When Keith and I sat down originally and talked about going on the road, playing together, I never thought that it would be problematic. I think Keith thought making an album and going on the road with it was a huge deal, that we could never really do it. Historically, he was quite correct. We'd never made an album in less than a year. I thought, Let's get it ALL done in a year. Then we've done it. We've proved we can make a record, we've proved we can tour. We can do it and still be up for it, not be bored with it all. A year's only a year. So we just have to put up with each other for a year.

- Mick Jagger, 1989

Because we've been doing it for so long, we don't really have to DISCUSS it. When we come up with a lick or a riff or a chorus, we already know if it's right or if it's wrong.

- Mick Jagger, 1989

So the deadline was really important, in that the band really tightened up. After 2 or 3 weeks Mick and I had enough songs to call in the guys. I heard Charlie in there when I was out in the parking lot, driving up to the rehearsal joint, and I just sat there for 5 minutes, and I was smiling like, no problem. He was so crisp, so tight, I thought, we've got the songs, and now we've got the drummer, and so the rest of it (snaps fingers), it's like that.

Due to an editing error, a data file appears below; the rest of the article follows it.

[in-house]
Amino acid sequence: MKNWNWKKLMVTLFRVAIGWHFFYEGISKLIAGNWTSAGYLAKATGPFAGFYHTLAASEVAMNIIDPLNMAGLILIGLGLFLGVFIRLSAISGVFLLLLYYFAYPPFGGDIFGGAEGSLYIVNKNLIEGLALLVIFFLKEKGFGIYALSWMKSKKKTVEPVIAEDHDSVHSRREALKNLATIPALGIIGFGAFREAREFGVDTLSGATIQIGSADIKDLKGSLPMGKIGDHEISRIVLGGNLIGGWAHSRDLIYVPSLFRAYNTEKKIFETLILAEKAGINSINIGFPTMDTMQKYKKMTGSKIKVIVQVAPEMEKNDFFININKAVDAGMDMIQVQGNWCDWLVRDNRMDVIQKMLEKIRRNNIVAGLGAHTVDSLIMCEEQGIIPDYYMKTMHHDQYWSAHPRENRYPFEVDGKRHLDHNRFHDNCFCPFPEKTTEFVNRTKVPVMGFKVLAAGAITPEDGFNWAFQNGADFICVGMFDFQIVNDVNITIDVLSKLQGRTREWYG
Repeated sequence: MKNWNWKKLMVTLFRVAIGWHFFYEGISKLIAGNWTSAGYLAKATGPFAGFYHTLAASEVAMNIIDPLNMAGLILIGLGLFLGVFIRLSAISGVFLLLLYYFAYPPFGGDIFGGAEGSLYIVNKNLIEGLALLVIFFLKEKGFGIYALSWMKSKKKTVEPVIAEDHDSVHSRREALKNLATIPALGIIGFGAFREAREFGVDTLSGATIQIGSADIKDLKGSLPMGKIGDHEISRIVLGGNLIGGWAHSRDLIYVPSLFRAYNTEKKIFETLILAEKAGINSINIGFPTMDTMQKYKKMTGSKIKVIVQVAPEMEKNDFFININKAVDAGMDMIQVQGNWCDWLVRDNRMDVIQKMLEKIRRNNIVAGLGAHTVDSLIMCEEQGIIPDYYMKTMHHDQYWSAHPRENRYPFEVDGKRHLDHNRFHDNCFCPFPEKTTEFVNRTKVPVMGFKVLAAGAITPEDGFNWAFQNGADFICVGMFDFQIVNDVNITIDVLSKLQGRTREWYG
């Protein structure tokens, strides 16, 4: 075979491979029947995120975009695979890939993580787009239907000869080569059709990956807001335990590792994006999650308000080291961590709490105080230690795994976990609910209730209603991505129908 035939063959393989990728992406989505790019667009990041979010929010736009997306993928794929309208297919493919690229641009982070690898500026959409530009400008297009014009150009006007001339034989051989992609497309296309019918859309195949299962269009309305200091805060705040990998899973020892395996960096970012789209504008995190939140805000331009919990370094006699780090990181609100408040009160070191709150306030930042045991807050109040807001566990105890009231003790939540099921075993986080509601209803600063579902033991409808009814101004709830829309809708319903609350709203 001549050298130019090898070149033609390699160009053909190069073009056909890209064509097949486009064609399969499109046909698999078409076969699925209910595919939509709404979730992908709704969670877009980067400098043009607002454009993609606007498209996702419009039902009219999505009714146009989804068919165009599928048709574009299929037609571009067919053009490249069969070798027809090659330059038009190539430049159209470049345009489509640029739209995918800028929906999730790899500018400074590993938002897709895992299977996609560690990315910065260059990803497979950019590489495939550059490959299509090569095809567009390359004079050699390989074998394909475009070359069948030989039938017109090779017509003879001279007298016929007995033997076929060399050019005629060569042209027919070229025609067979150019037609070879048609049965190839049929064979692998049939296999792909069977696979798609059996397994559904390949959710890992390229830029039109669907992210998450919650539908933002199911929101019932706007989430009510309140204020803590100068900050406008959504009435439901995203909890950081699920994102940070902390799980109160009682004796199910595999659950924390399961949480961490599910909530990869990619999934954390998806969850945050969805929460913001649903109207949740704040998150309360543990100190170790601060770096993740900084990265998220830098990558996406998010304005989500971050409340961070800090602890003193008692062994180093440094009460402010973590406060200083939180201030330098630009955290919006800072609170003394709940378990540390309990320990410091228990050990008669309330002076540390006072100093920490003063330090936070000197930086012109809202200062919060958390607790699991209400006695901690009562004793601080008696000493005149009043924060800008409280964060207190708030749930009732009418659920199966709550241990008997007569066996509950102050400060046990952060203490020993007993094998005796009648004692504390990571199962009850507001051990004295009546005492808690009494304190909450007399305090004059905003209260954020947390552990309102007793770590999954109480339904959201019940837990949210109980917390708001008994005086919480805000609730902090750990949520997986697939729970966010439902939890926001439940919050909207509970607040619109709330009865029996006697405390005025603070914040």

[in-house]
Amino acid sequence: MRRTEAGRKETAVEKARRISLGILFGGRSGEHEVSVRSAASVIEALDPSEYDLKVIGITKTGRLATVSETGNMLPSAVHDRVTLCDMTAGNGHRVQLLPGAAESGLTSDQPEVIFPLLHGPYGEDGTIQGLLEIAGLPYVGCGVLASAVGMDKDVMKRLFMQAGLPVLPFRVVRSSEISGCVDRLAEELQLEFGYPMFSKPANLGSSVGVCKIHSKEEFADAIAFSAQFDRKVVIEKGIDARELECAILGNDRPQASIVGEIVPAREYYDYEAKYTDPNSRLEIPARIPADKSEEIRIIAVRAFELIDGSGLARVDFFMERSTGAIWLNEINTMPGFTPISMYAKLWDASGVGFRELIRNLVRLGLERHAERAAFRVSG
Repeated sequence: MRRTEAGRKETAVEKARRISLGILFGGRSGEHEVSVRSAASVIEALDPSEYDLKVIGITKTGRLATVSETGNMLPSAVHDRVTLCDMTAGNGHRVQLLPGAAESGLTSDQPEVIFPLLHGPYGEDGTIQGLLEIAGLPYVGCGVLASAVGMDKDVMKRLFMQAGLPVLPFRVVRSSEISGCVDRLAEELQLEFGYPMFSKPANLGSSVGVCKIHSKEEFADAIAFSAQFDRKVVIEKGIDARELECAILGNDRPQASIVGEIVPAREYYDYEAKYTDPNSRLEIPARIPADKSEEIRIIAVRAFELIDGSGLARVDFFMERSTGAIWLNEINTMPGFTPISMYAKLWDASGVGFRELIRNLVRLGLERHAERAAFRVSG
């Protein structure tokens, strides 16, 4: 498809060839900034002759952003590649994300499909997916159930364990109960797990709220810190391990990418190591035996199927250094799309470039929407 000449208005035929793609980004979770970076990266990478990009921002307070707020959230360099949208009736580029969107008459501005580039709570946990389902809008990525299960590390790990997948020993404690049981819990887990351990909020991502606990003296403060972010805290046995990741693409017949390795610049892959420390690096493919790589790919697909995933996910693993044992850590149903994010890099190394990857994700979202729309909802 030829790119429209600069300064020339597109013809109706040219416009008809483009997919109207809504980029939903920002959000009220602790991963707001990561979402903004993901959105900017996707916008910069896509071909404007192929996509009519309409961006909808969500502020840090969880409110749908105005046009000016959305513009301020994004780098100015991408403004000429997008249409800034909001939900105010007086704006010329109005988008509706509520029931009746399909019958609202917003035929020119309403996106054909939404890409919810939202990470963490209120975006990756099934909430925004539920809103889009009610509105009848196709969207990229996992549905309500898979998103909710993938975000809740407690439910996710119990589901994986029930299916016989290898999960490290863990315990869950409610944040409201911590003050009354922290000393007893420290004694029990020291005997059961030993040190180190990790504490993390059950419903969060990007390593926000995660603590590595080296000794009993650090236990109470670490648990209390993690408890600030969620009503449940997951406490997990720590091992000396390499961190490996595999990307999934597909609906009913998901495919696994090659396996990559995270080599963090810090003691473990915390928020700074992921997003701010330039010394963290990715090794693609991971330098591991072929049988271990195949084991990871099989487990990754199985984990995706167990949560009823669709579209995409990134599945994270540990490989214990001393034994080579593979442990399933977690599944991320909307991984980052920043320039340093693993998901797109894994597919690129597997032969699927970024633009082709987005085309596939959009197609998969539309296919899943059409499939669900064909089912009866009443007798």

- Keith Richards, 1989

Everything is there (at AIR Studios in Montserrat). A great bar, great restaurant, great cook. You got pool tables, a swimming pool, TV, video, all in the studio complex. The studio itself is like a plus. It's the best place to live on the island! Mick had reservations: I'll go crazy there for 2 months, there's nothing to do. And I said, You could always work!

- Keith Richards, 1989

I thought that after the 7-year lay-off time from touring and the recent re-amalgamation of Mick and Keith, I just sensed the vibe like, they know I've got a lot of ideas, but they wanted to get their Glimmer Twins thing back together - and I respected that.